AQA unit 3 GCSE revision notes

They might be slightly oudated but i hope they help!!

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  • Created on: 05-06-12 21:29
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(Higher only in italics)
The Periodic Table
At the start of the 1800s quite a lot of elements had been discovered, but there had been
no real attempt to organize them.
Newlands, an English chemist and Mendeleev, a Russian chemist both worked on the
problem by arranging the elements or order of their atomic weight (mass) and looking for
patterns in their properties.
Both were successful to some extent, but Mendeleev was much more successful because.
a) He recognized that there were some elements still to be discovered, so he left
gaps in his table
b) He was not afraid to change the order of some elements in the table where it
seemed to make sense.
c) He was able use the table to successfully predict the properties of some
elements which had not yet been discovered.
Later when more elements had been discovered and chemists realized that the elements
should be in order of atomic number rather than atomic mass, Mendeleev's Table was
shown to be extremely successful.
The Modern Table
The periodic tables patterns are now known to be based on the structure of the atom.
Elements in the periodic table are arranged in order of atomic number (number of protons
in the nucleus)
The group number of an element shows the number of electrons in the outer shell.
The period number shows the number of shells of electrons
e.g. Sodium is element number 11 and has the structure 2.8.1 It therefore has 11 protons, it
is in Group1, period 3 of the periodic table.
GROUP 1 , The Alkali Metals.(Li, Na, K, Rb, Cs, Fr)
1) All elements have 1 electron in the outer shell:
Li: 2.1 Na: 2.8.1 K: etc.
2) For this reason they all form 1+ ions when they react:
Ions are Li+, Na+, K+ etc.
3) They have similar physical properties. All are very light, soft metals which are shiny when

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They have similar chemical properties. In particular they react vigorously with water
giving hydrogen and an alkaline solution of the hydroxide.
(e.g. 2Na + 2H2O = 2NaOH + H2)
For this reason, they are called alkali metals
Because of the violence of this reaction with water, alkali metals are stored under oil, and
only very small amounts should ever be reacted with water using safety screen, goggles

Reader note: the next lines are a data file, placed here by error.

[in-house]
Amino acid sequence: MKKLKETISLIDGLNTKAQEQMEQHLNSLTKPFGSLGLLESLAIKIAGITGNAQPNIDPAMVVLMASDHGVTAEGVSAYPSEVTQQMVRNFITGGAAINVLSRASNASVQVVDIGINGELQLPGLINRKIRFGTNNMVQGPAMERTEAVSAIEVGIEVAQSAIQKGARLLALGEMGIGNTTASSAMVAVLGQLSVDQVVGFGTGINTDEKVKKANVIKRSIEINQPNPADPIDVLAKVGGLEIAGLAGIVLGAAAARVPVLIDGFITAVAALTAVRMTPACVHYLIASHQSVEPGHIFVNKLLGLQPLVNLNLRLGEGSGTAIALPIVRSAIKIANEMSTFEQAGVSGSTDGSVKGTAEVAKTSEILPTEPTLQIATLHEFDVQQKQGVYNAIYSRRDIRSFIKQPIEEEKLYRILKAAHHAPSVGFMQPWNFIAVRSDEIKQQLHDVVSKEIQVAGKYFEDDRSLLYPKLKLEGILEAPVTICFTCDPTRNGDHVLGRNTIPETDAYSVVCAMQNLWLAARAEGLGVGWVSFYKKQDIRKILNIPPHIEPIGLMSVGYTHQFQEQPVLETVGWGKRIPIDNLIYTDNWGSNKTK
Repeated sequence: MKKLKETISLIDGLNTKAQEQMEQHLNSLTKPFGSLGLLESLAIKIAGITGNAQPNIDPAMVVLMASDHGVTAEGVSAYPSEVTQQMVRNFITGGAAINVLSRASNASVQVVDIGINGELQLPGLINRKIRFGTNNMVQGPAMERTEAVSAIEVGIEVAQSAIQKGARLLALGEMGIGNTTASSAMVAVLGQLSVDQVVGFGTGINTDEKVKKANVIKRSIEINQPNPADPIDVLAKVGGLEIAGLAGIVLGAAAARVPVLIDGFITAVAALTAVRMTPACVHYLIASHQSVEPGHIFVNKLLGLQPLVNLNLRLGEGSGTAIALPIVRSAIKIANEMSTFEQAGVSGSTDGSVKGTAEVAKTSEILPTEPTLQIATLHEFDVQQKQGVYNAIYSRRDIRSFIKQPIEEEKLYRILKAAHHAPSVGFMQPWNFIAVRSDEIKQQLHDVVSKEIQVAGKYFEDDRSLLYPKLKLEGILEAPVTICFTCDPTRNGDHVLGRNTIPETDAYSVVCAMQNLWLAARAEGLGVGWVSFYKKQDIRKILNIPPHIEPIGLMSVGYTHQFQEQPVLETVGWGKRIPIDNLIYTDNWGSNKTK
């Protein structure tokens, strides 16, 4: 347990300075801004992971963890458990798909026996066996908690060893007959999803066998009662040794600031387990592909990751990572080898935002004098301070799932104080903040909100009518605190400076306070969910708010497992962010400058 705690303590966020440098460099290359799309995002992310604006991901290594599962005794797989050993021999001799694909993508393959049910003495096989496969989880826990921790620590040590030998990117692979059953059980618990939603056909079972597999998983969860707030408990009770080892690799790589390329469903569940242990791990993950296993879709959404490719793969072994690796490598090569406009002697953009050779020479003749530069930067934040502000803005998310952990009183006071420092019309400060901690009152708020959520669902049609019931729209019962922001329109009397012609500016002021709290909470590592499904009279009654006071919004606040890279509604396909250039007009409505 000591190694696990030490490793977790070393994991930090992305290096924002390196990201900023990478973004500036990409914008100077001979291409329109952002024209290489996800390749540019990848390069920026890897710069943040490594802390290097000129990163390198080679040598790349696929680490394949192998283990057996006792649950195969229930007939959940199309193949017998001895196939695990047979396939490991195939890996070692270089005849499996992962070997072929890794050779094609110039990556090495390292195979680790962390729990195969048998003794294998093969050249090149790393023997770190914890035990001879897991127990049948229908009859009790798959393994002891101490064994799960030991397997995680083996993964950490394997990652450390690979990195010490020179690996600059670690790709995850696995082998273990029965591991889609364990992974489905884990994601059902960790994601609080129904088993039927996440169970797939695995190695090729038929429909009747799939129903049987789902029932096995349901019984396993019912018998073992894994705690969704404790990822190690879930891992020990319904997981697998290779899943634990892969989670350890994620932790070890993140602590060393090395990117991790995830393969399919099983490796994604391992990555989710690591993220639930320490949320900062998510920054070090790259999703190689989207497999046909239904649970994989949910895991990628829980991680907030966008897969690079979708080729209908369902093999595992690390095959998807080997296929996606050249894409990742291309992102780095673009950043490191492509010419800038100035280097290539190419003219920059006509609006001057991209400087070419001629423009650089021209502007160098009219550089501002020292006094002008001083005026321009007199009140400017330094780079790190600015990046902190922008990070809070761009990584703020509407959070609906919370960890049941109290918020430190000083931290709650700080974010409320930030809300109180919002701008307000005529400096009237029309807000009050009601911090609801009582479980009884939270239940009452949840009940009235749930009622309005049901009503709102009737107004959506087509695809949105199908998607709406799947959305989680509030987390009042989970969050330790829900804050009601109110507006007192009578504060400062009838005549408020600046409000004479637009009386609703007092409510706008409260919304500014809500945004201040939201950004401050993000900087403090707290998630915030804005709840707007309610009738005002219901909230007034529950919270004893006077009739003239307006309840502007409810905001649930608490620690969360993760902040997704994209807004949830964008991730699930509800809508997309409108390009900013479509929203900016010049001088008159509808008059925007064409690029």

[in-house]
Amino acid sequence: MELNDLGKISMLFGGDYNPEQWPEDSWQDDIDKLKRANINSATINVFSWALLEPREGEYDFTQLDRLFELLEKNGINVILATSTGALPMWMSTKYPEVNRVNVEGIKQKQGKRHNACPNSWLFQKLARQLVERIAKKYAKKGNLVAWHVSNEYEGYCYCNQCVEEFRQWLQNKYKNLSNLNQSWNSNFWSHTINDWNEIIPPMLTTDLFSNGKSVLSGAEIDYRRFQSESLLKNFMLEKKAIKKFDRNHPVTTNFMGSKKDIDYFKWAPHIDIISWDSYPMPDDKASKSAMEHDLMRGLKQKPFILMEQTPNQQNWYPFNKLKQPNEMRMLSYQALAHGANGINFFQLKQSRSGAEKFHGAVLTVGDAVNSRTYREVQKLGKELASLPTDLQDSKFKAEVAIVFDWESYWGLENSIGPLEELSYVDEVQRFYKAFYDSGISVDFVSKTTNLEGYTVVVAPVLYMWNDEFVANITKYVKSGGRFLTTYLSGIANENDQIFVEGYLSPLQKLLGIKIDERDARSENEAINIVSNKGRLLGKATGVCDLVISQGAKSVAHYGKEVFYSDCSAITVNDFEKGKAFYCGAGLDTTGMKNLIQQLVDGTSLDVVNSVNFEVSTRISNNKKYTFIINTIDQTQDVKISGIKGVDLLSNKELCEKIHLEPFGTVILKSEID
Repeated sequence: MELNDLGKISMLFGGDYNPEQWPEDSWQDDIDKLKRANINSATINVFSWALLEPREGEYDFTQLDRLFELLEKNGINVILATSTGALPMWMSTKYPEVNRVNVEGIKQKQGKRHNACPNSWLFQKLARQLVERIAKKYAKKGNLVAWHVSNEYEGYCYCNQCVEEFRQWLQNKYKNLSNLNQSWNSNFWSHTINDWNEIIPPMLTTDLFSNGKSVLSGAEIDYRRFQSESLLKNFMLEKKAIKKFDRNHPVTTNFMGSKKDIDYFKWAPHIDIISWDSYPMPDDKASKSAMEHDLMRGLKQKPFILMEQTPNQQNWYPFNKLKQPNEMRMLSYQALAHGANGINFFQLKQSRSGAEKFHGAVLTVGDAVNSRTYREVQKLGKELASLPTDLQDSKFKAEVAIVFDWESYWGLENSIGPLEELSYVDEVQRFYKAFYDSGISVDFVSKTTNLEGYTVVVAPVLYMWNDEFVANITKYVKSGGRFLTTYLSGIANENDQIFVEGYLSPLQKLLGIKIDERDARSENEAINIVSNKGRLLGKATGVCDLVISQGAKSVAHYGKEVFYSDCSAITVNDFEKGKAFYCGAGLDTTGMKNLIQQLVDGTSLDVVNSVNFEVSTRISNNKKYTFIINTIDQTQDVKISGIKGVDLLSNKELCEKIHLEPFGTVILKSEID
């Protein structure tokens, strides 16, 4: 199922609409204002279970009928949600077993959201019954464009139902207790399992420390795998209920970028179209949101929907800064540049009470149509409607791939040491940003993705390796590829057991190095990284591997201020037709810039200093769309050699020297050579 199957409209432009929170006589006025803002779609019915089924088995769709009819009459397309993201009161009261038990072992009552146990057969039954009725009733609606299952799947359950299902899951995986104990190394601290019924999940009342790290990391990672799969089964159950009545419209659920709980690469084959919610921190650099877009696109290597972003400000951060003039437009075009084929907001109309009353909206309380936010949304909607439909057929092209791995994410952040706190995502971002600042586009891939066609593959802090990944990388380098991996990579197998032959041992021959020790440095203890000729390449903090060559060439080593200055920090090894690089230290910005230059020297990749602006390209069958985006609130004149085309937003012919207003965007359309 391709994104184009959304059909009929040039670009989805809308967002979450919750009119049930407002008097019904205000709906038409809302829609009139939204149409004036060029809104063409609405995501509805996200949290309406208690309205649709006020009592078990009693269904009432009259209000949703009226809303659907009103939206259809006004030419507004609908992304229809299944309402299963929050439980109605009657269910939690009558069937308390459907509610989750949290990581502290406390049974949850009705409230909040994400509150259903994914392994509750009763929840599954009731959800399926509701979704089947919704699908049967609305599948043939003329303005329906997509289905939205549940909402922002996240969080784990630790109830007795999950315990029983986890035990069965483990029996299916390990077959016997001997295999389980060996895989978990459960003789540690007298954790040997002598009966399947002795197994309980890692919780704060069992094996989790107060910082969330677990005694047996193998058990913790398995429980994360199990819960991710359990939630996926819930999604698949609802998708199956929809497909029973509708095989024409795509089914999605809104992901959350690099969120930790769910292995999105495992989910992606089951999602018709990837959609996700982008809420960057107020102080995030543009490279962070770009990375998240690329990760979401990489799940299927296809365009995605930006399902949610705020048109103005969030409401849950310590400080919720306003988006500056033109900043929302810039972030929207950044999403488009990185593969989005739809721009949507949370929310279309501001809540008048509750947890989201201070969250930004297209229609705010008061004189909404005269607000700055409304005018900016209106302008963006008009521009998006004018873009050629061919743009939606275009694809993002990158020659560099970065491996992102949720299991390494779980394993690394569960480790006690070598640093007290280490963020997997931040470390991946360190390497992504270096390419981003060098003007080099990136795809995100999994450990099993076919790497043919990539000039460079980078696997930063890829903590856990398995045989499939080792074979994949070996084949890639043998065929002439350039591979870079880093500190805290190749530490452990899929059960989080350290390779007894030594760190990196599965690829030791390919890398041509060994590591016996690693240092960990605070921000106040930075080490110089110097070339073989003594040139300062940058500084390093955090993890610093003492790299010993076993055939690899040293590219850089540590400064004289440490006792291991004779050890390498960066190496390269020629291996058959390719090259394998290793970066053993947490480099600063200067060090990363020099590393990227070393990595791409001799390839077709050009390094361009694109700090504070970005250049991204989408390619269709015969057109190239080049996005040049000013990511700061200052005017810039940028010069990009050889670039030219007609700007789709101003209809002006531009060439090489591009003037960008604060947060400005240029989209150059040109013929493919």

etc.…read more

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1. They react readily with metals to form salts (chlorine does this most readily, then
bromine, then iodine)
e.g. Mg + Cl2 = MgCl2
2Na + I2 = 2NaI
2. Like metals, a more reactive halogen will displace a less reactive one:
e.g.…read more

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Acids, Alkalis and Bases
In 1887, the Swedish Chemist Arrhenius came up with the idea that all acids produced
hydrogen ions (H+) in water, while all alkalis produce OH ions.
However, these ideas were not readily accepted because
a) It did not explain why ammonia (NH3) behaved as an alkali, nor how insoluble bases
such as magnesium oxide (MgO) behaved.…read more

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Note that weak acids (like ethanoic acid in vinegar, citric acid in lemons or carbonic acid in
fizzy water) do not completely split up into hydrogen ions. The low concentration of H+ ions
makes them weak.
When a strong alkali such as NaOH or KOH is dissolved in water, it produces dissolved
OH ions.
e.g. NaOH = Na+(aq) + OH(aq)
A weak alkali is only partly ionised, e.g.…read more

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Concentration is measured in mol/dm3 and volume is measured in dm3
1000cm3 = 1 dm3, so always divide cm3 by 1000 before using this relationship.
a) What is the molar concentration if 0.2 moles are dissolved in 250cm3 of water?
volume = 250/1000 = 0.25 dm3
concentration = 0.2/0.25 = 0.8 mol/dm3
Find the number of moles of
a) NaCl in 3 dm3 of a 0.1M solution.
b) CuSO4 in 200cm3 of a 0.2M solution.
c) HCl in 50cm3 of a 0.5M solution.…read more

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NaOH of concentration 0.1 moles dm3 reacts with
hydrochloric acid. How much acid is used?
2NaOH + H2S04 = Na2SO4 + 2H2O
Moles = Concentration x Volume
Conc = 0.1M Vol = 250/1000 = 0.25 dm3
So Moles of NaOH = 0.1 x 0.25 = 0.025
From the equation, the moles of H2SO4 is half this: 0.025/2 = 0.0125
b) 50 cm3 of a solution of sodium carbonate of concentration 0.2 moles dm3 reacts with
hydrochloric acid.…read more

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Lime scale forms in kettles, pipes etc.
Hard water contains Ca2+ or Mg2+ ions in solution. These ions react with soap to form
This is because soap is sodium stearate, which reacts with calcium ions to form insoluble
calcium stearate which is scum.
Calcium is usually dissolved in the form of calcium sulphate or calcium hydrogen
If calcium hydrogen carbonate is present, it can be removed by boiling. This decomposes
the calcium hydrogen carbonate to calcium carbonate, which forms scale.…read more

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A solubility curve shows how much of a substance can be dissolved in a certain amount of
water at different temperatures. Usually more can be dissolved at higher temperatures.
By reading off the amounts which can be dissolved at different temperatures, you can work
out how much will crystallise out of solution when the temperature changes.…read more



thanks, this is a really useful resource. it sometimes has more info than needed, but i find that helps me understand it better.

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